A minimalist approach to implied terms in an advertising agreement for photographs

What lessons can be learnt from the Intellectual, Property and Enterprise Court’s (IPEC) judgment in an action for breach of implied terms of a contract between an advertising agency and its former client?

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https://www.flickr.com/photos/pagedooley/

In Orvec International Ltd v Linfoots Ltd [2014] EWHC 1970 (IPEC), the claimant traded in textile products, such as pillows and blankets, which it sold to airlines for use by their passengers. The defendant advertising agency produced for the claimant, under contract, photographs of products the latter offered to the airlines. The defendant retained the copyright in the photographs and granted the claimant a licence in respect of them. The claimant brought a claim for breach of contract and passing off in respect of the use on the website of a Hong Kong company of some of the photographs. The IPEC, in dismissing claims, held that, the defendant had not breached any licence which might be implied into the contract. On the facts, the claimant had failed to establish its claim of passing off.

What was the factual background to the case?

Orvec supplied textile products, such as pillowcases and headrest covers, to airlines. Some of these products were manufactured by Orvec and some by a third party, Intex. Linfoots provided advertising and marketing services to Orvec. As part of these services, Linfoots created printed advertising material including photographs of products that Orvec offered to the airlines. Orvec featured these on its website and in its printed advertising.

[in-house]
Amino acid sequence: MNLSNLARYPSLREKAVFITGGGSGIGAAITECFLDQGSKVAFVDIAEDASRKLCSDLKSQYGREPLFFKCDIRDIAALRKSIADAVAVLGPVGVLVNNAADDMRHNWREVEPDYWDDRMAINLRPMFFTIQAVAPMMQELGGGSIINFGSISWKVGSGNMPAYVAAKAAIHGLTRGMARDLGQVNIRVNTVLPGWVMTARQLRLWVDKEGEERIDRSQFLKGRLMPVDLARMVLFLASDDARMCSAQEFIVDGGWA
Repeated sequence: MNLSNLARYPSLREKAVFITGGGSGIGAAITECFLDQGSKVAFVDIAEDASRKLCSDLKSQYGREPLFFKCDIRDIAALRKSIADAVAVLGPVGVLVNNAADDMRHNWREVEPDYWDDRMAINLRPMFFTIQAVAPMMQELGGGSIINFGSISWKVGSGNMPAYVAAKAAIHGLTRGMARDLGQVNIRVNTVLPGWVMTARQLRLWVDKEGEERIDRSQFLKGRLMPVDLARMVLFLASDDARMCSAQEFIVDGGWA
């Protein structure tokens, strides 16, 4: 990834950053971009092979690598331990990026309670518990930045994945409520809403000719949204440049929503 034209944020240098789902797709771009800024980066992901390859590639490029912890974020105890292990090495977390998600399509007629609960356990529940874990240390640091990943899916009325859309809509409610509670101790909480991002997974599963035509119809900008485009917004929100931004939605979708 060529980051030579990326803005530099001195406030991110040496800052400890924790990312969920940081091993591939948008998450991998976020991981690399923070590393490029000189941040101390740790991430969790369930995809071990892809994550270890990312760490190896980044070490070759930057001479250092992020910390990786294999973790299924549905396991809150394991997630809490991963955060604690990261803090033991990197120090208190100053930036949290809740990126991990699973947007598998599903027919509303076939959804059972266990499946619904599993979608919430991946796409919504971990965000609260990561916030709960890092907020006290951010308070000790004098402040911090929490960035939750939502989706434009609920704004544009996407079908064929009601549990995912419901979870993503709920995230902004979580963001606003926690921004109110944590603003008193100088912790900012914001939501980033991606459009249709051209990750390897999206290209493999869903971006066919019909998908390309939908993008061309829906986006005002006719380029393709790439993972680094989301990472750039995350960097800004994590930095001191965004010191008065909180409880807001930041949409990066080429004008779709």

The parties’ business dealings ended. Orvec paid for certain uses of some of the images from the collection of photographs. Linfoots subsequently supplied some of the images to Intex, now a competitor of Orvec.

What claims did Orvec make?

There were two key claims by Orvec:

  1. images supplied to Intex (created for Orvec) that appeared on Intex’s website, were supplied by Linfoots in breach of contract